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Author Topic: How do non-stick coatings work, and how are they attached to the surface?  (Read 8995 times)

Offline neilep

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Dear Panologists,


see my pans ?



Nice eh ?...notice that despite not actually cooking anything they are not sticking to each other !!


What i'd like to know is....what is the non stick stuff ?.....and how does the non-stick stuff stick to the pan !


I really don't know.....I hope I do soon !!


hugs

Neil
xxx


« Last Edit: 04/03/2008 23:37:09 by chris »


 

Offline Karen W.

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I believe it is spray I am not sure if it is still Teflon! Though I will have to check the sprays have changed over the years and the newer material seems to be tougher.

 Used to be cooking in teflon would kill your pet birds.. with the fumes... made me worry about myself!

I believe it is some form of polymers! Here is the process!

http://www.madehow.com/Volume-7/Teflon.html

Nonstick cookware

    * 7 One of the most common and visible uses of PTFE is coating for nonstick pots and pans. The pan must be made of aluminum or an aluminum alloy. The pan surface has to be specially prepared to receive the PTFE. First, the pan is washed with detergent and rinsed with water, to remove all grease. Then the pan is dipped in a warm bath of hydrochloric acid in a process called etching. Etching roughens the surface of the metal. Then the pan is rinsed with water and dipped again in nitric acid. Finally it is washed again with deionized water and thoroughly dried.
    * 8 Now the pan is ready for coating with PTFE dispersion. The liquid coating may be sprayed or rolled on. The coating is usually applied in several layers, and may begin with a primer. The exact makeup of the primer is a proprietary secret held by the manufacturers. After the primer is applied, the pan is dried for a few minutes, usually in a convection oven. Then the next two layers are applied, without a drying period in between. After all the coating is applied, the pan is dried in an oven and then sintered. Sintering is the slow heating that is also used to finish the billet. So typically, the oven has two zones. In the first zone, the pan is heated slowly to a temperature that will evaporate the water in the coating. After the water has evaporated, the pan moves into a hotter zone, which sinters the pan at around 800F (425C) for about five minutes. This gels the PTFE. Then the pan is allowed to cool. After cooling, it is ready for any final assembly steps, and packaging and shipping.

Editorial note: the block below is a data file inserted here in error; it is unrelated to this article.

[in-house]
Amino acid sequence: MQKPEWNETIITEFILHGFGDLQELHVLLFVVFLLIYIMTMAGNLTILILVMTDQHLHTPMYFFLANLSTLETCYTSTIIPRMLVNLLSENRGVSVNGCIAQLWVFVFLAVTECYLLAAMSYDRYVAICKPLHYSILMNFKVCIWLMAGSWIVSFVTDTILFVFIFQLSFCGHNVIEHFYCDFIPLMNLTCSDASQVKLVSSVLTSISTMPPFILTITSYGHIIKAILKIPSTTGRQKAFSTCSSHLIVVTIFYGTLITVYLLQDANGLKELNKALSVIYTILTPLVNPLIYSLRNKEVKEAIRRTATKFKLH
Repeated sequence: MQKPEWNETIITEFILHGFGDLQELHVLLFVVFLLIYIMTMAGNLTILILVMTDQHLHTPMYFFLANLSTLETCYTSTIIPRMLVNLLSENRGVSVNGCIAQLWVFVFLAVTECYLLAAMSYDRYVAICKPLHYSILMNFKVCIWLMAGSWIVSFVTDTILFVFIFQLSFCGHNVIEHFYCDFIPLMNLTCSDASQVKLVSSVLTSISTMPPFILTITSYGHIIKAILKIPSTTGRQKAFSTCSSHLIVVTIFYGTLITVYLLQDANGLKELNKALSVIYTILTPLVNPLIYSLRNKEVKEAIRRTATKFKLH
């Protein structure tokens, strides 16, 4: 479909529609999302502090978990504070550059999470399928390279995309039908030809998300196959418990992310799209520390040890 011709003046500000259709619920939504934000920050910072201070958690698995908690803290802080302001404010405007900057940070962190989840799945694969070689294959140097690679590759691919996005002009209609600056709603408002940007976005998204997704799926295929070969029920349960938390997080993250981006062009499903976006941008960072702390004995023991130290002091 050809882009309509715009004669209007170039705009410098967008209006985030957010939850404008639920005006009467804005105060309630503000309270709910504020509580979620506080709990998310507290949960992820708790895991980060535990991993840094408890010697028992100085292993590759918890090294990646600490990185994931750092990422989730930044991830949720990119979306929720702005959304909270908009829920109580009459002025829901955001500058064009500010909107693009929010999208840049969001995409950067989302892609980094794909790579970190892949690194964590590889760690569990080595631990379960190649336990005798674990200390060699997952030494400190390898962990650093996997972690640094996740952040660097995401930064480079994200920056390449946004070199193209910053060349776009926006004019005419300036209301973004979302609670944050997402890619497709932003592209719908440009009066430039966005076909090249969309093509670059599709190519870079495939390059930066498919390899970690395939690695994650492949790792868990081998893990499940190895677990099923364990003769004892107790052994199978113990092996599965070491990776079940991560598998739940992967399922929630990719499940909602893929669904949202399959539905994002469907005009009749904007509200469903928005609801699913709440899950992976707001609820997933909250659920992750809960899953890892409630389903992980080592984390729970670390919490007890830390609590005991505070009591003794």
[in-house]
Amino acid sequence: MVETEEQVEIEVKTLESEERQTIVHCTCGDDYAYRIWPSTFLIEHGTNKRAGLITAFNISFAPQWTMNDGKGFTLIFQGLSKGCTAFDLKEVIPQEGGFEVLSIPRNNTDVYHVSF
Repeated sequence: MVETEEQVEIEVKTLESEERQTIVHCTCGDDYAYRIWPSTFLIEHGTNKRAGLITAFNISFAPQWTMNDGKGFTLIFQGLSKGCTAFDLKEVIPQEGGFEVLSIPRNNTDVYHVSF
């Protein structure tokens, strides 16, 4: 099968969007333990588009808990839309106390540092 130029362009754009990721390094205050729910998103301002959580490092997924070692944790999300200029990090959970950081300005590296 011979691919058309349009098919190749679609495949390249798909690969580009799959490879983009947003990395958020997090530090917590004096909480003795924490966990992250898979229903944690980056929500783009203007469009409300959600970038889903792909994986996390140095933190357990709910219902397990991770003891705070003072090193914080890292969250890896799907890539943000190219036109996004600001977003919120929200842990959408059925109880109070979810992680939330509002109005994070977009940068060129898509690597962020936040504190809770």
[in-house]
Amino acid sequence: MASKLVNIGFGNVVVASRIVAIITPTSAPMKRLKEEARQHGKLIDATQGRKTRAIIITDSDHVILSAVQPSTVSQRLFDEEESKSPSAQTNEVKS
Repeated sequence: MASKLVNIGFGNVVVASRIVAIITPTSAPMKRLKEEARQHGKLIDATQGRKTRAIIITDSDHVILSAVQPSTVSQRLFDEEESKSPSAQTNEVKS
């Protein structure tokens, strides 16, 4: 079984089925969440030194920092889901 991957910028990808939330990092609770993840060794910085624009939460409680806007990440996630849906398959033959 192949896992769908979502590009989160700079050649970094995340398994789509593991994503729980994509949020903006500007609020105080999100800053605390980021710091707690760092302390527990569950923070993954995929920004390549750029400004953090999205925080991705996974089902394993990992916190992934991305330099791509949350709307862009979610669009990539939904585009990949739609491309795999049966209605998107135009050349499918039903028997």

Byproducts/Waste

Though PTFE itself is non-toxic, its manufacture produces toxic byproducts. These include hydrofluoric acid and carbon dioxide. Work areas must be adequately ventilated to prevent exposure to gases while PTFE is being heated, or when it cools after sintering. Doctors have documented a particular illness called polymer fume fever suffered by workers who have inhaled the gaseous byproducts of PTFE manufacturing. Workers must also be protected from breathing in PTFE dust when PTFE parts are tooled.

Some waste created during the manufacturing process can be reused. Because PTFE was at first very expensive to produce, manufacturers had high incentive to find ways to use scrap material. Waste or debris generated in the manufacturing process can be cleaned and made into fine powder. This powder can be used for molding, or as an additive to certain lubricants, oils, and inks.

Used PTFE parts should be buried in landfills, not incinerated, because burning at high temperatures will release hydrogen chloride and other toxic substances. One study released in 2001 claimed that PTFE also degrades in the environment into one substance that is toxic to plants. This is trifluoroacetate, or TFA. While current levels of TFA in the environment are low, the substance persists for a long time. So TFA pollution is possibly a concern for the future.
« Last Edit: 18/02/2008 21:22:33 by Karen W. »
 

Offline Carolyn

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Used to be cooking in teflon would kill your pet birds.. with the fumes... made me worry about myself!

Sorry Neil....just have to drift off topic for a second.

KAREN!  THANK YOU!!! 

Finally a solution to my bird problem!  No more firecrackers, rubber snakes, loud music, etc.....

I just need to have a big ole' Teflon cookout! ;D

YES!!!  I think I'll plan one for this weekend!
 

Offline Karen W.

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LOL...LOL.. Thats funny! Poor whittle birdies.....


Carolyns Killing our whittle birdies!!!! OH NO!!!!!! LOL!
 

Offline DoctorBeaver

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Evil, cruel woman!
 

Offline Karen W.

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LOL LOL LOL....
 

Offline Carolyn

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Evil, cruel woman!

Yes I am....but I'm a lot of fun! ;)
 

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